Alarm Fatigue, Patient Safety

Technology wish list for reducing ‘alarm fatigue’ introduced at Society for Technology in Anesthesia Annual Meeting

As a National Patient Safety Goal of The Joint Commission, “alarm fatigue” – which occurs when hospitals staffs become desensitized, overwhelmed or distracted by the myriad patient alarms that sound off around them each day – is now one of the most widely discussed issues in the healthcare.

The dialogue continued at the Society for Technology in Anesthesia (STA) Annual Meeting held Jan. 15-18 in Orlando, where along with presenting First National Survey of Patient-Controlled Analgesia Practices, Michael Wong, Executive Director of the Physician-Patient Alliance for Health & Safety (PPAHS) introduced a “Technological Alarm Awareness Wish List”.

Prepared with the help of Maria Cvach, DNP, RN, CCRN (Assistant Director of Nursing, Clinical Standards, The Johns Hopkins Hospital), the wish list – aimed at reducing alarm fatigue and improving alarm management among the nation’s hospitals — calls for:

  • Single Assessment Indicator: Multi-parameter alarms vs. single parameter to improve alarm specificity and decrease the false alarm rate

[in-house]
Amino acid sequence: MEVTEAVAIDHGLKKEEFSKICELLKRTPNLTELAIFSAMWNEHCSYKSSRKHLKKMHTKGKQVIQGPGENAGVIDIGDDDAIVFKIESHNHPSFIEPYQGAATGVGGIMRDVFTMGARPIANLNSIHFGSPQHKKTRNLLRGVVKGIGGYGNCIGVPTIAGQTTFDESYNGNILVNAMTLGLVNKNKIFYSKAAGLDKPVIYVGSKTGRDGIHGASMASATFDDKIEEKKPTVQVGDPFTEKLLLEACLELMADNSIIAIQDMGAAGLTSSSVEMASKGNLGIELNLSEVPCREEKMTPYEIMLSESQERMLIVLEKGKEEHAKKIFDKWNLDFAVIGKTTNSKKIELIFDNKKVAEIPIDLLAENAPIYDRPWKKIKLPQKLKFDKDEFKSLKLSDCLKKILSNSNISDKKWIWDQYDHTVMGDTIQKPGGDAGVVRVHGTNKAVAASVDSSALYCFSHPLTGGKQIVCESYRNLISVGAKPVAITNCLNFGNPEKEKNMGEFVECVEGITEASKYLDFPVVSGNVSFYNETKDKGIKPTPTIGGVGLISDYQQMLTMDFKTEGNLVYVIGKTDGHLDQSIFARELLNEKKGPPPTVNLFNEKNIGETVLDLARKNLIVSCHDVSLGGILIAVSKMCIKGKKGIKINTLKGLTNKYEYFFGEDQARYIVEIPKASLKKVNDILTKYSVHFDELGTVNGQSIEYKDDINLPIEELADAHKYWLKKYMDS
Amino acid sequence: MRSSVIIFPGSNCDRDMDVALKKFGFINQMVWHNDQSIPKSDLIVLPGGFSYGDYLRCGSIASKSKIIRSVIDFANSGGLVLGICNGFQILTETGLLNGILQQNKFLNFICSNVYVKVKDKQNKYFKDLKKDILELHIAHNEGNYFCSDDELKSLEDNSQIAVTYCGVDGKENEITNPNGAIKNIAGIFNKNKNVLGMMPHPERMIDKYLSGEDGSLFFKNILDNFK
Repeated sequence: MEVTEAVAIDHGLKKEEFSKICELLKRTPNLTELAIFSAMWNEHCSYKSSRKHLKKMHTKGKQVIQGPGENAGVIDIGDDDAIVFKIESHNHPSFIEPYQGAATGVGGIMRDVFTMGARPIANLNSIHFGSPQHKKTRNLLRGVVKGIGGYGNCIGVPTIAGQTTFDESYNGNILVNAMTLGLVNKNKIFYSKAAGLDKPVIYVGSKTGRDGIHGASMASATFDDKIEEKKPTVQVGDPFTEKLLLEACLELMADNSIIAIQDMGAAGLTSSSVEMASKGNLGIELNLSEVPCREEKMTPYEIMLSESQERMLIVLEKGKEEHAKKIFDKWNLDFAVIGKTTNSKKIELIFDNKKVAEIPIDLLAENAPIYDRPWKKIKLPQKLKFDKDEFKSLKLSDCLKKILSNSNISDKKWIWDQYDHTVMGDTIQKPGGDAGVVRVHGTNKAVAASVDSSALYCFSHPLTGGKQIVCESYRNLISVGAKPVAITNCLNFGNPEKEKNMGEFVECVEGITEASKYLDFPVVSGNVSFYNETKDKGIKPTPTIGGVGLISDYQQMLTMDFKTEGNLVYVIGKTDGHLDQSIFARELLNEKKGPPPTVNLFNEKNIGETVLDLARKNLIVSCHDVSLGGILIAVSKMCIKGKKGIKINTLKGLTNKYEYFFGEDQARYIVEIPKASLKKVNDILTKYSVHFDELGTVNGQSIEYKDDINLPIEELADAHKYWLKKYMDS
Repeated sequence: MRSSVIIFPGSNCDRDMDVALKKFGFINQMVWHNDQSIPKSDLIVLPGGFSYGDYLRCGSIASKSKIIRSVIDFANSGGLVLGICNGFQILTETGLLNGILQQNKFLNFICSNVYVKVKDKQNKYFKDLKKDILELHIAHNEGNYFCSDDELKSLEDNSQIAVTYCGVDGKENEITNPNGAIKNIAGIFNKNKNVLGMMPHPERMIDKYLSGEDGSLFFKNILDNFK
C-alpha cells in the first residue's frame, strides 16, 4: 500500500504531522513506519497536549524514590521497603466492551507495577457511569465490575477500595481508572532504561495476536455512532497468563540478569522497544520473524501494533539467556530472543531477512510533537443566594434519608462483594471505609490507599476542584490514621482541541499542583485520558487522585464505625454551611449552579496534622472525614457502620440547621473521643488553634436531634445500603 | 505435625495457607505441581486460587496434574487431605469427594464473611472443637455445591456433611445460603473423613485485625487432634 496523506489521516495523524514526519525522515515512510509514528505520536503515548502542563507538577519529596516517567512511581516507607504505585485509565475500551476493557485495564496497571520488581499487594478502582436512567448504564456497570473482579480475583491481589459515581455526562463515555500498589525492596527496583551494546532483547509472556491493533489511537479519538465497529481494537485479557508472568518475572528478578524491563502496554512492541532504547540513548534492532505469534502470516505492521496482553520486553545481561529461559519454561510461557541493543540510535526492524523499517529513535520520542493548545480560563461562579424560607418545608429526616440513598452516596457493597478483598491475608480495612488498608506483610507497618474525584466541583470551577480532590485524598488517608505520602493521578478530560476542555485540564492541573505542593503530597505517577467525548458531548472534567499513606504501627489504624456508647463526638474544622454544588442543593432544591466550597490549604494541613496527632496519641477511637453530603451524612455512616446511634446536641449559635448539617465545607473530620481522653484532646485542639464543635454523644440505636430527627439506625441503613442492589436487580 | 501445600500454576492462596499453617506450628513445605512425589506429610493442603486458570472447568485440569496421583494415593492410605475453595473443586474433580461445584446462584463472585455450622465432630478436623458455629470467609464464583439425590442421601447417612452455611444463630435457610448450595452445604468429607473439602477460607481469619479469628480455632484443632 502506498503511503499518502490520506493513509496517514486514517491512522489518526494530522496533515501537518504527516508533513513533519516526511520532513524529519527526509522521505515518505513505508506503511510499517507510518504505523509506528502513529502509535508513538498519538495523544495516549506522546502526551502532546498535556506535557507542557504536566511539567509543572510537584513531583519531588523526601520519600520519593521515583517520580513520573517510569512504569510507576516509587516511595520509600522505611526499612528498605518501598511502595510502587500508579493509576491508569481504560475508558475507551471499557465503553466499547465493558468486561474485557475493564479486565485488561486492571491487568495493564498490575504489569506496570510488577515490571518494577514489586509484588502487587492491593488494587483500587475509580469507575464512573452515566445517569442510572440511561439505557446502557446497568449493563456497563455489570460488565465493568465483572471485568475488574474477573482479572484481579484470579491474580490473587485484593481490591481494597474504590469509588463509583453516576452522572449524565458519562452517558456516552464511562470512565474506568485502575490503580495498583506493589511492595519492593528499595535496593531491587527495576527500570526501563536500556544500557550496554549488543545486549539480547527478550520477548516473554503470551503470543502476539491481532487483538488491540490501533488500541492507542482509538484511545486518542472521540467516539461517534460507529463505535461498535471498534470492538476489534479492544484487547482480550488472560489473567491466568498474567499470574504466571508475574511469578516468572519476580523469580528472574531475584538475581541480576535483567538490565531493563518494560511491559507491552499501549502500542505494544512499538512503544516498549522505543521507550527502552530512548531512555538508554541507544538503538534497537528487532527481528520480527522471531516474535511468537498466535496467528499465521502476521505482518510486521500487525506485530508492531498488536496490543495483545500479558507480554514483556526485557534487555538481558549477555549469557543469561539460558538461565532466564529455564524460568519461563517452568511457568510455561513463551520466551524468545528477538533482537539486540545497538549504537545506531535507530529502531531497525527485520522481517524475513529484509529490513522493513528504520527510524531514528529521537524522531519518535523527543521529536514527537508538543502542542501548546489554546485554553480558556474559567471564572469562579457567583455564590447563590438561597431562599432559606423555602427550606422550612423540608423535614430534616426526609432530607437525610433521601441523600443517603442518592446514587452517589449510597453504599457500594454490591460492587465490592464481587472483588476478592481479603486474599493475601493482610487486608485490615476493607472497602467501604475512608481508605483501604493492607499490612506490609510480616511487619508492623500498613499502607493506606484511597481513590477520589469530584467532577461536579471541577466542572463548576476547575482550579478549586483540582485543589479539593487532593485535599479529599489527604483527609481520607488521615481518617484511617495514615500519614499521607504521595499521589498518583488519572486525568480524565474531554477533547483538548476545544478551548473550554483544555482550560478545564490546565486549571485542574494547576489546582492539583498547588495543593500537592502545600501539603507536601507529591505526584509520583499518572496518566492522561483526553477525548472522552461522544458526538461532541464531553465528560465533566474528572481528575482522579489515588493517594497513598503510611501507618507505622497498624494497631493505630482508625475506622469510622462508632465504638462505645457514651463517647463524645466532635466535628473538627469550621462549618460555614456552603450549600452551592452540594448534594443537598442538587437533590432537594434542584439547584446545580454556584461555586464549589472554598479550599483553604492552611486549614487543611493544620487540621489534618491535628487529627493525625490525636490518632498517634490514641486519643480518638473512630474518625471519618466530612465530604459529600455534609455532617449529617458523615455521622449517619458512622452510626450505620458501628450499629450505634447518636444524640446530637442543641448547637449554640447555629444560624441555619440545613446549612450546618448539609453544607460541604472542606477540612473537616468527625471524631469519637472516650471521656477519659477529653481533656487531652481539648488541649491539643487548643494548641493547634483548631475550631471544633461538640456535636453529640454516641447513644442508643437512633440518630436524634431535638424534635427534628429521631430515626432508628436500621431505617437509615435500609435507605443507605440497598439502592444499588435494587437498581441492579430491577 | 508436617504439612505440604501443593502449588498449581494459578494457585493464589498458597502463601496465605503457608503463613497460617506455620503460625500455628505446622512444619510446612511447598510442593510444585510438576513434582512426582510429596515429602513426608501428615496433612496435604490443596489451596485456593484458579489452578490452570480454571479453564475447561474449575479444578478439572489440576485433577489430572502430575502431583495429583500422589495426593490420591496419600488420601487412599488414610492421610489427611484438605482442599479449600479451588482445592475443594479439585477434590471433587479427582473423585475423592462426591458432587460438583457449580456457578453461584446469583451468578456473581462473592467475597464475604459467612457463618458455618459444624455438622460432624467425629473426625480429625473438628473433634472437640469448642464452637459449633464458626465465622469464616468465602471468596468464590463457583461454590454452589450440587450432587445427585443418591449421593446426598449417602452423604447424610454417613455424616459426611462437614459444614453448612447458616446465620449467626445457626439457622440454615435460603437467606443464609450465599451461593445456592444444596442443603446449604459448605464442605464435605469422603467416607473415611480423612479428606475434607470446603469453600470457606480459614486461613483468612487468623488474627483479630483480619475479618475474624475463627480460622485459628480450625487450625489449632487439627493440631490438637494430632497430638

• Standardize Alarm Sounds:  Standardization of alarm sounds across similar devices (all vents sound the same, all monitors have the same sounds, etc.)
  • Pause Before Alarming: Slight delays to eliminate nuisance alarms that auto-correct – example ST alarms delayed by 2 minutes prior to sending an alarm
  • Electrode/Skin Interface: Simple way for staff to determine if electrode/skin interface is good
  • Escalation of Alarm Levels: Escalation of alarm levels based on quantity/or change in alarm pattern (i.e. patient has a sudden increase in the number of PVCs; HR suddenly goes down from 90s to 60s)
  • “Smarter” IV Pumps: IV pump that can be smart enough to know when a critical med is infusing and alarm sound is different and more urgent
  • Device Interoperability: Interoperability among multiple devices
  • Alarm Integration: Ancillary notification system that integrates all alarms within the patient room to a single device (highly accurate; no more than 3-4alerts/hour)
  • Multi-Function Wireless Device: Wireless device that is reliable, not heavy, can do multiple functions (barcode, Wi-Fi, text, phone, good battery life, few dropped calls, easy alarm escalation and alarm acknowledgement)

We would like to hear your thoughts and suggestions for technology that could help reduce alarm fatigue.

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